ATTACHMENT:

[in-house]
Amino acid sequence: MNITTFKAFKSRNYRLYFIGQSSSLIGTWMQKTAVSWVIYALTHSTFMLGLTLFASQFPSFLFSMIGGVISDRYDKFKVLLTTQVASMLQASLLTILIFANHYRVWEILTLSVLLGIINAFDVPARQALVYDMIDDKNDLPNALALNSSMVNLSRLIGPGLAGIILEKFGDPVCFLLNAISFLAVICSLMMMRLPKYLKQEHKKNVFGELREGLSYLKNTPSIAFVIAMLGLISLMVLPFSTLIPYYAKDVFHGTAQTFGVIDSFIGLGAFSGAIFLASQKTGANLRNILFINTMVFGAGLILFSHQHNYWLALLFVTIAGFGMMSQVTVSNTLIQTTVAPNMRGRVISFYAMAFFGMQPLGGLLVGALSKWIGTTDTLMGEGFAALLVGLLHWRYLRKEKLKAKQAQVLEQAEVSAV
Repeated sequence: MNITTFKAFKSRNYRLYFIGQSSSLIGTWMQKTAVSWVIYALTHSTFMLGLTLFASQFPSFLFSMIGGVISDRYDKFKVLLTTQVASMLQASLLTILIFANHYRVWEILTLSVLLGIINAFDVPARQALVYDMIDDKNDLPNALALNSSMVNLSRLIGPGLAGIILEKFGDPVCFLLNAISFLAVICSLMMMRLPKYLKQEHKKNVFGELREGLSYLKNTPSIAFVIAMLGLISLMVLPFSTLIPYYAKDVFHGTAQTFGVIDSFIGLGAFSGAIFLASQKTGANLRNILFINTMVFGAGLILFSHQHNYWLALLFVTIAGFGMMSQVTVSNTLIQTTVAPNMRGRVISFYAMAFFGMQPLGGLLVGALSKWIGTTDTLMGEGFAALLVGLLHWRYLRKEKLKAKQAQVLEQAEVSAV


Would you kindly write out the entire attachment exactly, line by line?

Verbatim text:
[in-house]
Amino acid sequence: MNITTFKAFKSRNYRLYFIGQSSSLIGTWMQKTAVSWVIYALTHSTFMLGLTLFASQFPSFLFSMIGGVISDRYDKFKVLLTTQVASMLQASLLTILIFANHYRVWEILTLSVLLGIINAFDVPARQALVYDMIDDKNDLPNALALNSSMVNLSRLIGPGLAGIILEKFGDPVCFLLNAISFLAVICSLMMMRLPKYLKQEHKKNVFGELREGLSYLKNTPSIAFVIAMLGLISLMVLPFSTLIPYYAKDVFHGTAQTFGVIDSFIGLGAFSGAIFLASQKTGANLRNILFINTMVFGAGLILFSHQHNYWLALLFVTIAGFGMMSQVTVSNTLIQTTVAPNMRGRVISFYAMAFFGMQPLGGLLVGALSKWIGTTDTLMGEGFAALLVGLLHWRYLRKEKLKAKQAQVLEQAEVSAV
Repeated sequence: MNITTFKAFKSRNYRLYFIGQSSSLIGTWMQKTAVSWVIYALTHSTFMLGLTLFASQFPSFLFSMIGGVISDRYDKFKVLLTTQVASMLQASLLTILIFANHYRVWEILTLSVLLGIINAFDVPARQALVYDMIDDKNDLPNALALNSSMVNLSRLIGPGLAGIILEKFGDPVCFLLNAISFLAVICSLMMMRLPKYLKQEHKKNVFGELREGLSYLKNTPSIAFVIAMLGLISLMVLPFSTLIPYYAKDVFHGTAQTFGVIDSFIGLGAFSGAIFLASQKTGANLRNILFINTMVFGAGLILFSHQHNYWLALLFVTIAGFGMMSQVTVSNTLIQTTVAPNMRGRVISFYAMAFFGMQPLGGLLVGALSKWIGTTDTLMGEGFAALLVGLLHWRYLRKEKLKAKQAQVLEQAEVSAV